In the beginning, there’s an idea. It’s how every inspiring story of entrepreneurial adventure begins. But the idea, by itself, is never enough. Ideas only become sustainable when they are transformed into a product or a business. And then developed. And marketed. And improved. Constantly.
Make no mistake, it is hard work. It takes courage, persistence and dedication.
How do you know if your idea is worth all that work? Test yourself.
Transfer your idea(s) into words and onto paper. Draw rough mock-ups of what your idea will look like if you can. This will force your idea through an essential first filter — you. Your head and your gut will work together and tell you whether your idea passes the first “sniff test.” If it smells like an idea with legs, this process will be fairly easy– even fun. It will get your creativity flowing, and you’ll get excited as additional ideas start coming to you.
Would you use this product/website? “Solve your own problem” is a common theme among entrepreneurs. Personally experiencing the “pain” or the problem that you are trying to solve creates a unique passion that will drive you like nothing else can.
Who else would use this product/website? Unfortunately, unless others share your pain — hopefully many others — your idea will not become a product or service. This is called “socializing your idea.” It’s extremely helpful for an entrepreneur who is excited and passionate about a new idea to test it with other people. Your ability to quickly and easily explain the idea and gauge the reaction and enthusiasm from other people will begin to tell you whether you have a product or business or just a neat idea.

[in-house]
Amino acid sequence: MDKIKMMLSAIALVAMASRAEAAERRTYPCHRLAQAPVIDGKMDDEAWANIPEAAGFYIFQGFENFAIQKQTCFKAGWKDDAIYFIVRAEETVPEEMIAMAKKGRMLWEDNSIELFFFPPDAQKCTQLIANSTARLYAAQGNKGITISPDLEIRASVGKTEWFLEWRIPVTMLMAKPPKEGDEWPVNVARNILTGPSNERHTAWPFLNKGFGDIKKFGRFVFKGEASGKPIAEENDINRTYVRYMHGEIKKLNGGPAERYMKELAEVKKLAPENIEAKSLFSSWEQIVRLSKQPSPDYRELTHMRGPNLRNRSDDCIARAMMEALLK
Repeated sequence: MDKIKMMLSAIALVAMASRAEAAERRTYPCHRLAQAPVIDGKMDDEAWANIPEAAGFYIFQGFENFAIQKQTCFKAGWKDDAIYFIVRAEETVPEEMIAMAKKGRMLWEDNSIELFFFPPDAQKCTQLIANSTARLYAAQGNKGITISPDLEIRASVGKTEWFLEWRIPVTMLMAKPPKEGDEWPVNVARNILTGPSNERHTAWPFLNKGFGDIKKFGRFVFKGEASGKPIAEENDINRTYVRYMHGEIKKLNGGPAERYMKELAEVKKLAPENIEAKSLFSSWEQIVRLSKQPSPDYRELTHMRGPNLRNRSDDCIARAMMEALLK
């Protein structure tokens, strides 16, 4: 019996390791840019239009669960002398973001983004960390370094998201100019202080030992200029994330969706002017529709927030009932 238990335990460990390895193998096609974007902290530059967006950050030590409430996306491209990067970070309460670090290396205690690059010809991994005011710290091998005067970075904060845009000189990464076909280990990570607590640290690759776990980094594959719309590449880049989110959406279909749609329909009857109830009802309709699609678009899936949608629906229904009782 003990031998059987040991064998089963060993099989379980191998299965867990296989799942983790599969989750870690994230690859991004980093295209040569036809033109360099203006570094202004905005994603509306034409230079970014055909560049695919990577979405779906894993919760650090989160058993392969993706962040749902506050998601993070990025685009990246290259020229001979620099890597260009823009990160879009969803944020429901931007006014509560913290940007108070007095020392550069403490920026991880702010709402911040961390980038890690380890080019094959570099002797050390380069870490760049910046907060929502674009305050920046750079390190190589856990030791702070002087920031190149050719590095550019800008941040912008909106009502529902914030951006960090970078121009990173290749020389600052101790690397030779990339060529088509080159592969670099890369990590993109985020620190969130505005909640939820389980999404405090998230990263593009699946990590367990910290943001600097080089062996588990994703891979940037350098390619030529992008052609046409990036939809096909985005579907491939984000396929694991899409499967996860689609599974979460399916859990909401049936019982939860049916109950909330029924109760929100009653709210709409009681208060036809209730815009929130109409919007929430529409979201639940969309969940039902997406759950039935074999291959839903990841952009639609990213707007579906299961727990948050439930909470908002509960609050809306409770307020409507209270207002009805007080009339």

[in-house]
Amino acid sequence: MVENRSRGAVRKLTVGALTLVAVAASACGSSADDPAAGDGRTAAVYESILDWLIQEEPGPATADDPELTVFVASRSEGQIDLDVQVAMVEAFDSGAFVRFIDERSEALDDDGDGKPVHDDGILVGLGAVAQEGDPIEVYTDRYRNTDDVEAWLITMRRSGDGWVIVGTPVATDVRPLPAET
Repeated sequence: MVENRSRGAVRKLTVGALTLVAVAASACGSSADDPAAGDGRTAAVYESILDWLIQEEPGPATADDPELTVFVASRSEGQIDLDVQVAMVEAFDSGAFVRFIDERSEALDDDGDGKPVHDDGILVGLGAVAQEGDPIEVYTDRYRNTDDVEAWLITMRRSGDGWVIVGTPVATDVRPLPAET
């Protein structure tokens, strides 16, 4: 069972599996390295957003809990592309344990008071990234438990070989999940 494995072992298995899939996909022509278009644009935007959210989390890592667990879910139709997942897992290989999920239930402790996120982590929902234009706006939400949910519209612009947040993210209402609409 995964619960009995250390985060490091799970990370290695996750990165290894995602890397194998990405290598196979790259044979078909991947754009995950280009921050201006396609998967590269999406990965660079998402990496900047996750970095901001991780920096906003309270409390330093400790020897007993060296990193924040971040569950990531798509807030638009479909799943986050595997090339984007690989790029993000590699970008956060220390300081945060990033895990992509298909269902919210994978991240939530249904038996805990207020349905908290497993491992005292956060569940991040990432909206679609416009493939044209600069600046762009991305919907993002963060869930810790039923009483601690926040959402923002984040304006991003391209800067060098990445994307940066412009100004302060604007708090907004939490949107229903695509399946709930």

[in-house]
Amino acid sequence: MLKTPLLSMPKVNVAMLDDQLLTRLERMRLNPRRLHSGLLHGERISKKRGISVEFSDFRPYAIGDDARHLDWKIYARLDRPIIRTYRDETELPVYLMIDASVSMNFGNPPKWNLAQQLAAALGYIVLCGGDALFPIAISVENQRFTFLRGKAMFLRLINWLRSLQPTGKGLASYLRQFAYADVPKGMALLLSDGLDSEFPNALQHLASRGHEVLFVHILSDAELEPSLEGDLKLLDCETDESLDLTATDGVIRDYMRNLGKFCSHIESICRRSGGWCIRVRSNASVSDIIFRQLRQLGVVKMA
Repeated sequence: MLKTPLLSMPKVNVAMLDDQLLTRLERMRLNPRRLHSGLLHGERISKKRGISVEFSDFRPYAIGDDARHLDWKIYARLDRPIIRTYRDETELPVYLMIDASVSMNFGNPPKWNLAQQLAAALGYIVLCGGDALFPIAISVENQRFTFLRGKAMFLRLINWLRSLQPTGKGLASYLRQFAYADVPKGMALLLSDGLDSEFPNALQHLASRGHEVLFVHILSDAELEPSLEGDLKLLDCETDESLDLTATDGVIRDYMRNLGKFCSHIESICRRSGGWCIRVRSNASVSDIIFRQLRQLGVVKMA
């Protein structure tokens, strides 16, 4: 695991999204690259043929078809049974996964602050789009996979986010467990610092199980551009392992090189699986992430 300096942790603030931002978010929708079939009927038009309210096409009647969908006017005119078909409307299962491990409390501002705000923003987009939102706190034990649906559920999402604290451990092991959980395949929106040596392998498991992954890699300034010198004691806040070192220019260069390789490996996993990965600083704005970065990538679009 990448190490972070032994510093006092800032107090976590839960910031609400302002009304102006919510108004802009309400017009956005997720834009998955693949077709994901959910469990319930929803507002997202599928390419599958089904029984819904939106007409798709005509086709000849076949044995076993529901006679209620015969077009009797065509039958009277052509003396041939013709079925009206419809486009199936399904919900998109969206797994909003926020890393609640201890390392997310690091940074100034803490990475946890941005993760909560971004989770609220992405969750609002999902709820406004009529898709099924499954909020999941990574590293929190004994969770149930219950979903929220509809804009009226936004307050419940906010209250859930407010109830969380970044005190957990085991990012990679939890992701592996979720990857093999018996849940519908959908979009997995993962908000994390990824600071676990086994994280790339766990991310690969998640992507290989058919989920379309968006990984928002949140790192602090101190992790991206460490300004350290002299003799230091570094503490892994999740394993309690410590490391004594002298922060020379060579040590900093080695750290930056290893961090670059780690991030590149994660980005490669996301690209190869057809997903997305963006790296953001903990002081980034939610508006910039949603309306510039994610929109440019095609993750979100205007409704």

It is important that you understand the distinction between an idea that is merely interesting from an idea that will create a business. The most obvious difference between an idea and a product or business, of course, is that an idea doesn’t make money until it becomes a product or business. And if your idea doesn’t make money, you can’t pay the rent, buy groceries or go to Applebee’s for dinner.
Figuring out which market your idea fits into